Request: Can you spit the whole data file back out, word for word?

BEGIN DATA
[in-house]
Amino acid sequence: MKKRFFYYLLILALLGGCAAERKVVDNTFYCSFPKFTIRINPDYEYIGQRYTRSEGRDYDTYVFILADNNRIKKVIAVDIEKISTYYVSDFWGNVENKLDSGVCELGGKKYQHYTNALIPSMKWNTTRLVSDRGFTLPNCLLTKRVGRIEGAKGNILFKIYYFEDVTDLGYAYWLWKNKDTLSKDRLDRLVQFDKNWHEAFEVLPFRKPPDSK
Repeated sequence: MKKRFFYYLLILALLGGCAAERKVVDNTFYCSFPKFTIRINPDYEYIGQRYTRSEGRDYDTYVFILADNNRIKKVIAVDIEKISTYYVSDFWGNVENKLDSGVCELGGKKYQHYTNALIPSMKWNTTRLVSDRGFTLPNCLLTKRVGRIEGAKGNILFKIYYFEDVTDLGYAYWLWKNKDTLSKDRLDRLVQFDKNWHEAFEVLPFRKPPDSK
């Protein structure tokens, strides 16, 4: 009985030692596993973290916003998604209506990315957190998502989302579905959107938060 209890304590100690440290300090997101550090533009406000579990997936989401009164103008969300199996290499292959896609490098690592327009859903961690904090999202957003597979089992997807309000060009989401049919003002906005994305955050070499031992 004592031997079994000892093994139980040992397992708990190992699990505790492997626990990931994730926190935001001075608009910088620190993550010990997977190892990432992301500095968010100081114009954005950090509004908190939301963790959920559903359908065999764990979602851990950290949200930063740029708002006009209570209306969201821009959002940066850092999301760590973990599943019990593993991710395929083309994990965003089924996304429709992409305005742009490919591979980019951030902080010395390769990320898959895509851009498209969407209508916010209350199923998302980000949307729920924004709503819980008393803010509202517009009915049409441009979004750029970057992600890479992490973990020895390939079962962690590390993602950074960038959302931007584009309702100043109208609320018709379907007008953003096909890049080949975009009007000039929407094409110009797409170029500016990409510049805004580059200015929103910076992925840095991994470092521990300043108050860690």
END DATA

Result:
[in-house]
Amino acid sequence: MKKRFFYYLLILALLGGCAAERKVVDNTFYCSFPKFTIRINPDYEYIGQRYTRSEGRDYDTYVFILADNNRIKKVIAVDIEKISTYYVSDFWGNVENKLDSGVCELGGKKYQHYTNALIPSMKWNTTRLVSDRGFTLPNCLLTKRVGRIEGAKGNILFKIYYFEDVTDLGYAYWLWKNKDTLSKDRLDRLVQFDKNWHEAFEVLPFRKPPDSK
Repeated sequence: MKKRFFYYLLILALLGGCAAERKVVDNTFYCSFPKFTIRINPDYEYIGQRYTRSEGRDYDTYVFILADNNRIKKVIAVDIEKISTYYVSDFWGNVENKLDSGVCELGGKKYQHYTNALIPSMKWNTTRLVSDRGFTLPNCLLTKRVGRIEGAKGNILFKIYYFEDVTDLGYAYWLWKNKDTLSKDRLDRLVQFDKNWHEAFEVLPFRKPPDSK
């Protein structure tokens, strides 16, 4: 009985030692596993973290916003998604209506990315957190998502989302579905959107938060 209890304590100690440290300090997101550090533009406000579990997936989401009164103008969300199996290499292959896609490098690592327009859903961690904090999202957003597979089992997807309000060009989401049919003002906005994305955050070499031992 004592031997079994000892093994139980040992397992708990190992699990505790492997626990990931994730926190935001001075608009910088620190993550010990997977190892990432992301500095968010100081114009954005950090509004908190939301963790959920559903359908065999764990979602851990950290949200930063740029708002006009209570209306969201821009959002940066850092999301760590973990599943019990593993991710395929083309994990965003089924996304429709992409305005742009490919591979980019951030902080010395390769990320898959895509851009498209969407209508916010209350199923998302980000949307729920924004709503819980008393803010509202517009009915049409441009979004750029970057992600890479992490973990020895390939079962962690590390993602950074960038959302931007584009309702100043109208609320018709379907007008953003096909890049080949975009009007000039929407094409110009797409170029500016990409510049805004580059200015929103910076992925840095991994470092521990300043108050860690």